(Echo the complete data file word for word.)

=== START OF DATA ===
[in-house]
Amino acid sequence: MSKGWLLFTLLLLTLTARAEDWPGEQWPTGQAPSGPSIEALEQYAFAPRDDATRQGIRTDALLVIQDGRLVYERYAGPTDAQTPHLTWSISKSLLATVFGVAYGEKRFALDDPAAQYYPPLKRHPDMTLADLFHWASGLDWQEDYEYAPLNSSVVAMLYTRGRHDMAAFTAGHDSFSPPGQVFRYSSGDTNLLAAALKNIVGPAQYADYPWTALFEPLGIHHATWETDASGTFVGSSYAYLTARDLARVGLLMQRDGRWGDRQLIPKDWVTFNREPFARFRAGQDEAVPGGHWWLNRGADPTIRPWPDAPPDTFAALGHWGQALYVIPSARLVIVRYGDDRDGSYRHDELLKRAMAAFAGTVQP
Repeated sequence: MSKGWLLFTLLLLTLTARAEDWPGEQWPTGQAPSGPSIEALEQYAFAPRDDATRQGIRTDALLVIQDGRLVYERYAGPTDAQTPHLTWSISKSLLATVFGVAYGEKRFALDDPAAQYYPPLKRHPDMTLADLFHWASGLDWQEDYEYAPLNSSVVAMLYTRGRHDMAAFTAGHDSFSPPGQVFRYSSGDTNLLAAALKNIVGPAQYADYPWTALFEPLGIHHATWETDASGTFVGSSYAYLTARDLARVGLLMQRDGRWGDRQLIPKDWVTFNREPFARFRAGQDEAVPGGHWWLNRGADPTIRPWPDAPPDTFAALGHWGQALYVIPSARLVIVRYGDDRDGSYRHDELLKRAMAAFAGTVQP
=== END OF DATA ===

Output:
[in-house]
Amino acid sequence: MSKGWLLFTLLLLTLTARAEDWPGEQWPTGQAPSGPSIEALEQYAFAPRDDATRQGIRTDALLVIQDGRLVYERYAGPTDAQTPHLTWSISKSLLATVFGVAYGEKRFALDDPAAQYYPPLKRHPDMTLADLFHWASGLDWQEDYEYAPLNSSVVAMLYTRGRHDMAAFTAGHDSFSPPGQVFRYSSGDTNLLAAALKNIVGPAQYADYPWTALFEPLGIHHATWETDASGTFVGSSYAYLTARDLARVGLLMQRDGRWGDRQLIPKDWVTFNREPFARFRAGQDEAVPGGHWWLNRGADPTIRPWPDAPPDTFAALGHWGQALYVIPSARLVIVRYGDDRDGSYRHDELLKRAMAAFAGTVQP
Repeated sequence: MSKGWLLFTLLLLTLTARAEDWPGEQWPTGQAPSGPSIEALEQYAFAPRDDATRQGIRTDALLVIQDGRLVYERYAGPTDAQTPHLTWSISKSLLATVFGVAYGEKRFALDDPAAQYYPPLKRHPDMTLADLFHWASGLDWQEDYEYAPLNSSVVAMLYTRGRHDMAAFTAGHDSFSPPGQVFRYSSGDTNLLAAALKNIVGPAQYADYPWTALFEPLGIHHATWETDASGTFVGSSYAYLTARDLARVGLLMQRDGRWGDRQLIPKDWVTFNREPFARFRAGQDEAVPGGHWWLNRGADPTIRPWPDAPPDTFAALGHWGQALYVIPSARLVIVRYGDDRDGSYRHDELLKRAMAAFAGTVQP